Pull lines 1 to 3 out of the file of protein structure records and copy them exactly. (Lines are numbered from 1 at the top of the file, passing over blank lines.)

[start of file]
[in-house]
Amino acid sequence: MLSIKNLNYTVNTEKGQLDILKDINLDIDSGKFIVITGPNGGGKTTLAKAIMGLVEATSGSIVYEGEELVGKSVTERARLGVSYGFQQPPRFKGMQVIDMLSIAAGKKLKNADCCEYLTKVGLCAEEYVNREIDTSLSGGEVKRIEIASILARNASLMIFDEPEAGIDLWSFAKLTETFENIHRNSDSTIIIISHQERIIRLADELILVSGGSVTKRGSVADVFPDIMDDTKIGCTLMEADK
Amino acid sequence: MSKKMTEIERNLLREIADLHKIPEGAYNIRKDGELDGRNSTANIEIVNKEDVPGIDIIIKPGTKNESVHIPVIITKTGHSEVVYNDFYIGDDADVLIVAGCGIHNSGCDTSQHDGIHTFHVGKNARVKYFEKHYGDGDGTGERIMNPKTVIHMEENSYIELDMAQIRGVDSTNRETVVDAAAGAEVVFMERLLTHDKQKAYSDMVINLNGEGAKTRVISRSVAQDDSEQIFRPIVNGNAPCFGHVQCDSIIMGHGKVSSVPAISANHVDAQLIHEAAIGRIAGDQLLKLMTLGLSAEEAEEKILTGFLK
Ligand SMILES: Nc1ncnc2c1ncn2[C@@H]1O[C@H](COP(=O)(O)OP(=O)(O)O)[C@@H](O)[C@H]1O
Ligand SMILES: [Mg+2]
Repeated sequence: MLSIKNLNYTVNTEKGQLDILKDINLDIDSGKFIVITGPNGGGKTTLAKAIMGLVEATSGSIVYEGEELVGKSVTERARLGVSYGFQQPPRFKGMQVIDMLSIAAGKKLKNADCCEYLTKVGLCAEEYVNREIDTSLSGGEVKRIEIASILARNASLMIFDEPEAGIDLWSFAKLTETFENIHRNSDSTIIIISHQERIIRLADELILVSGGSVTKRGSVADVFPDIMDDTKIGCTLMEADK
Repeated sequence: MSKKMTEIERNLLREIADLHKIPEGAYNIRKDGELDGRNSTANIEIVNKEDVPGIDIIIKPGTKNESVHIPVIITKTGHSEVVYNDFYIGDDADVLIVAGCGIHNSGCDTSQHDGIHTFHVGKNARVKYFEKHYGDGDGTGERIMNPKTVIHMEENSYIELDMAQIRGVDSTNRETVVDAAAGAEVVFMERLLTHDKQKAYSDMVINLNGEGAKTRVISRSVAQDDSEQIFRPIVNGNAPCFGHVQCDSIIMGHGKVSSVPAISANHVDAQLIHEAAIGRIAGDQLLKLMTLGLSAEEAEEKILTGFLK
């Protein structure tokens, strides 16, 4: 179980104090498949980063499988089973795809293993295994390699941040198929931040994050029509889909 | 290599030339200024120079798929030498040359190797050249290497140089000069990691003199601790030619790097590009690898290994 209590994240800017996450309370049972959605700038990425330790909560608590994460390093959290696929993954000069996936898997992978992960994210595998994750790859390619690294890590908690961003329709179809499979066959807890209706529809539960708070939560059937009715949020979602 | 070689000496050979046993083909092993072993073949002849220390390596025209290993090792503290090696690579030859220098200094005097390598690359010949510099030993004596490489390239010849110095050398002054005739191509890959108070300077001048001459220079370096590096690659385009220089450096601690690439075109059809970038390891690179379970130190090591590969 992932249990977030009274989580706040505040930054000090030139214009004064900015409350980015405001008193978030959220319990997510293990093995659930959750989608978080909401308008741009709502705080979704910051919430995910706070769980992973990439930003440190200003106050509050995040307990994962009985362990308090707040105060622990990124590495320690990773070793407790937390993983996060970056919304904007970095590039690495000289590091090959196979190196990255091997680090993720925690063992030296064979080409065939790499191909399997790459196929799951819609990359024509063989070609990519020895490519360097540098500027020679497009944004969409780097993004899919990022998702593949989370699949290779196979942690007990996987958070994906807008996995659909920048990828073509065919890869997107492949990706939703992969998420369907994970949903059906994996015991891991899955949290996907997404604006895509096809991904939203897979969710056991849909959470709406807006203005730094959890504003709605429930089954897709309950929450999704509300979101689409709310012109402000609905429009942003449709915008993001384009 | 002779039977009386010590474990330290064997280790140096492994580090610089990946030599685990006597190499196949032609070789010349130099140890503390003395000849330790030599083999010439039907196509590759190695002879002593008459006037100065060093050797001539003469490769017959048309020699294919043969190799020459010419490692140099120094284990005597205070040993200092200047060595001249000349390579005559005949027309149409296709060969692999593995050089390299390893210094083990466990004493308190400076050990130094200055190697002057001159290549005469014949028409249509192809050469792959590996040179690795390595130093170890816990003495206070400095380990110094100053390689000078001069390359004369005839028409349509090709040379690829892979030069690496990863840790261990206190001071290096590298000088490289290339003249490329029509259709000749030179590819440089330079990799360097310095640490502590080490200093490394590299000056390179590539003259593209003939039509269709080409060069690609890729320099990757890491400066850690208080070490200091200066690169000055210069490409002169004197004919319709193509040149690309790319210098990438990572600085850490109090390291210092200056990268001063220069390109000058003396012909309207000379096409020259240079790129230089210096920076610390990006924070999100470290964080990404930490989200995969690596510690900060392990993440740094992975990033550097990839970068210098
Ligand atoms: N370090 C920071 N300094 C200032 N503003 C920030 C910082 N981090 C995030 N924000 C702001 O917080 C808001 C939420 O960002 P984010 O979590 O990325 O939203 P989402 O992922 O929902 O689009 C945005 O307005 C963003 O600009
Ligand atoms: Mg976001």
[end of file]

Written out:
[in-house]
Amino acid sequence: MLSIKNLNYTVNTEKGQLDILKDINLDIDSGKFIVITGPNGGGKTTLAKAIMGLVEATSGSIVYEGEELVGKSVTERARLGVSYGFQQPPRFKGMQVIDMLSIAAGKKLKNADCCEYLTKVGLCAEEYVNREIDTSLSGGEVKRIEIASILARNASLMIFDEPEAGIDLWSFAKLTETFENIHRNSDSTIIIISHQERIIRLADELILVSGGSVTKRGSVADVFPDIMDDTKIGCTLMEADK
Amino acid sequence: MSKKMTEIERNLLREIADLHKIPEGAYNIRKDGELDGRNSTANIEIVNKEDVPGIDIIIKPGTKNESVHIPVIITKTGHSEVVYNDFYIGDDADVLIVAGCGIHNSGCDTSQHDGIHTFHVGKNARVKYFEKHYGDGDGTGERIMNPKTVIHMEENSYIELDMAQIRGVDSTNRETVVDAAAGAEVVFMERLLTHDKQKAYSDMVINLNGEGAKTRVISRSVAQDDSEQIFRPIVNGNAPCFGHVQCDSIIMGHGKVSSVPAISANHVDAQLIHEAAIGRIAGDQLLKLMTLGLSAEEAEEKILTGFLK